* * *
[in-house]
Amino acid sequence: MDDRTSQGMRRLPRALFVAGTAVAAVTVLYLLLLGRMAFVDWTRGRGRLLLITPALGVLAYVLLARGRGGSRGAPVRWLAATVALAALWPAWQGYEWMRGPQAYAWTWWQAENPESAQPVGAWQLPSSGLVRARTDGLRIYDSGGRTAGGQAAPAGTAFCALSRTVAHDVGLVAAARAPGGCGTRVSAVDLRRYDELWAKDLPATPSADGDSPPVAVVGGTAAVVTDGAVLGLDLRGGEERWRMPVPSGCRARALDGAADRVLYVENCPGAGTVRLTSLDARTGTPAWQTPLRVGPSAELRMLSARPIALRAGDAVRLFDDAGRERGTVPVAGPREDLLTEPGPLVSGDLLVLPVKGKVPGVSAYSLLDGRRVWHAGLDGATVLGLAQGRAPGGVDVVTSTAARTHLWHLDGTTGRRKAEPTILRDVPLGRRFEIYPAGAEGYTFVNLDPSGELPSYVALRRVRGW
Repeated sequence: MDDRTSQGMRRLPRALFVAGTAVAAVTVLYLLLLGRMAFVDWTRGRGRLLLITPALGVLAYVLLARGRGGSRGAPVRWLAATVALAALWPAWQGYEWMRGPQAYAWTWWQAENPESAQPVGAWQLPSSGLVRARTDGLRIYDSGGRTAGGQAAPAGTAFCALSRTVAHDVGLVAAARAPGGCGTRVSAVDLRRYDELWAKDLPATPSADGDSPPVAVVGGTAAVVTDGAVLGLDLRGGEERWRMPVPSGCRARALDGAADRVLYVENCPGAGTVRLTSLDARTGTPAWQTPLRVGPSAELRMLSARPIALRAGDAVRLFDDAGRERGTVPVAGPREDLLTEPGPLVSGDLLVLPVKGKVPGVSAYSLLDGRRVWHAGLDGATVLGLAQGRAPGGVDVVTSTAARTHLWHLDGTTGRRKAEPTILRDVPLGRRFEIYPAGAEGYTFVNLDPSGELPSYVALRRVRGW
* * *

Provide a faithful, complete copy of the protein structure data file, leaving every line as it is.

[in-house]
Amino acid sequence: MDDRTSQGMRRLPRALFVAGTAVAAVTVLYLLLLGRMAFVDWTRGRGRLLLITPALGVLAYVLLARGRGGSRGAPVRWLAATVALAALWPAWQGYEWMRGPQAYAWTWWQAENPESAQPVGAWQLPSSGLVRARTDGLRIYDSGGRTAGGQAAPAGTAFCALSRTVAHDVGLVAAARAPGGCGTRVSAVDLRRYDELWAKDLPATPSADGDSPPVAVVGGTAAVVTDGAVLGLDLRGGEERWRMPVPSGCRARALDGAADRVLYVENCPGAGTVRLTSLDARTGTPAWQTPLRVGPSAELRMLSARPIALRAGDAVRLFDDAGRERGTVPVAGPREDLLTEPGPLVSGDLLVLPVKGKVPGVSAYSLLDGRRVWHAGLDGATVLGLAQGRAPGGVDVVTSTAARTHLWHLDGTTGRRKAEPTILRDVPLGRRFEIYPAGAEGYTFVNLDPSGELPSYVALRRVRGW
Repeated sequence: MDDRTSQGMRRLPRALFVAGTAVAAVTVLYLLLLGRMAFVDWTRGRGRLLLITPALGVLAYVLLARGRGGSRGAPVRWLAATVALAALWPAWQGYEWMRGPQAYAWTWWQAENPESAQPVGAWQLPSSGLVRARTDGLRIYDSGGRTAGGQAAPAGTAFCALSRTVAHDVGLVAAARAPGGCGTRVSAVDLRRYDELWAKDLPATPSADGDSPPVAVVGGTAAVVTDGAVLGLDLRGGEERWRMPVPSGCRARALDGAADRVLYVENCPGAGTVRLTSLDARTGTPAWQTPLRVGPSAELRMLSARPIALRAGDAVRLFDDAGRERGTVPVAGPREDLLTEPGPLVSGDLLVLPVKGKVPGVSAYSLLDGRRVWHAGLDGATVLGLAQGRAPGGVDVVTSTAARTHLWHLDGTTGRRKAEPTILRDVPLGRRFEIYPAGAEGYTFVNLDPSGELPSYVALRRVRGW